"Instead," the paper states, "there is significant seasonal variability in Earth's thermal emission spectrum, and the strength of biosignature absorption features depends strongly on both season and viewing geometry."
The researchers also found thermal emissions varied greatly by observing geometry. The variability in readings was much greater over time above land masses than above oceans. The African Equatorial View and the North Pole view were centered on land masses and showed greater variability.
"Specifically, the northern hemisphere pole-on view (NP) and the Africa-centered equatorial view (EqA) showed annual variabilities of 33 percent and 22 percent at Earth's peak wavelength at ≈ 10.2 µm, respectively," the paper concluded.
But the thermal stability of oceans meant less variability. "On the other hand, viewing geometries with a high sea fraction, such as the southern hemisphere pole-on (SP) and the Pacific-centered, equatorial view (EqP), show smaller annual variabilities due to the large thermal inertia of oceans."
The overall takeaway from this research is that a living, dynamic planet like Earth can't be characterized by a single thermal emissions spectrum. There's too much going on here on Earth, and this study didn't even delve into clouds and their effect.
"Future work is required to investigate how cloud fraction, cloud seasonality, and their thermodynamical phase properties affect the detection and result of atmospheric seasonality," the authors write.
The authors say that some variations are slight and will be difficult to untangle when observing distant planets. Dirty data could obscure them.
"Even for Earth and especially for equatorial views, the variations in flux and strength of absorption features in the disk-integrated data are small and typically ≈ 10 percent. Disentangling these variations from the noise in future exoplanet observations will be a challenge."
Earth's complexity makes it a difficult target for this type of observation, and the authors acknowledge it.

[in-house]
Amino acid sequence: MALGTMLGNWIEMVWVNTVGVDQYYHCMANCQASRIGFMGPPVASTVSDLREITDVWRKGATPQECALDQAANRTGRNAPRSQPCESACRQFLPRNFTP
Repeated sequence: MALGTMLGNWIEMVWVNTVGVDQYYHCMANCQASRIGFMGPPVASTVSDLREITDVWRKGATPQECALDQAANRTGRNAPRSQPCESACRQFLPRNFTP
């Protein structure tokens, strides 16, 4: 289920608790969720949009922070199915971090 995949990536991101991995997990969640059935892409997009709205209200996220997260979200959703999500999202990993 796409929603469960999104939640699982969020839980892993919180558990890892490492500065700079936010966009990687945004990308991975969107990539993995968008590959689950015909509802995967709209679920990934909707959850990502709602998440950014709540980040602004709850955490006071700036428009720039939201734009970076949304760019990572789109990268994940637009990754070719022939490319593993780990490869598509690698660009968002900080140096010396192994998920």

"This complexity makes remote characterization of planetary environments very challenging," they explain.
"Using Earth as our test bed, we learned that a planet and its characteristics cannot be described by a single thermal emission spectrum, but multi-epoch measurements, preferably in both reflected light and thermal emission, are required."
Most of our exoplanet detections are based on a few transits of those planets in front of their stars. That has its limitations.
The James Webb Space Telescope aims to study the spectra of some exoplanets with more power, so we're approaching the day when we'll need to understand better what we're seeing.
This study tested a new method of observing exoplanets in mid-Infrared rather than in reflective light. Even though there's seasonal variation and observing geometry variation, "… we find that our result is relatively insensitive to diurnal or seasonal effects, unlike in the case for reflected light measurements."
Mettler and his co-researchers think their method can contribute unique data to exoplanet observations in reflected light.
"We, therefore, conclude that observing exoplanets with thermal emission could provide unique and complementary information that is necessary for the characterization of terrestrial planets around other stars."
This article was originally published by Universe Today. Read the original article.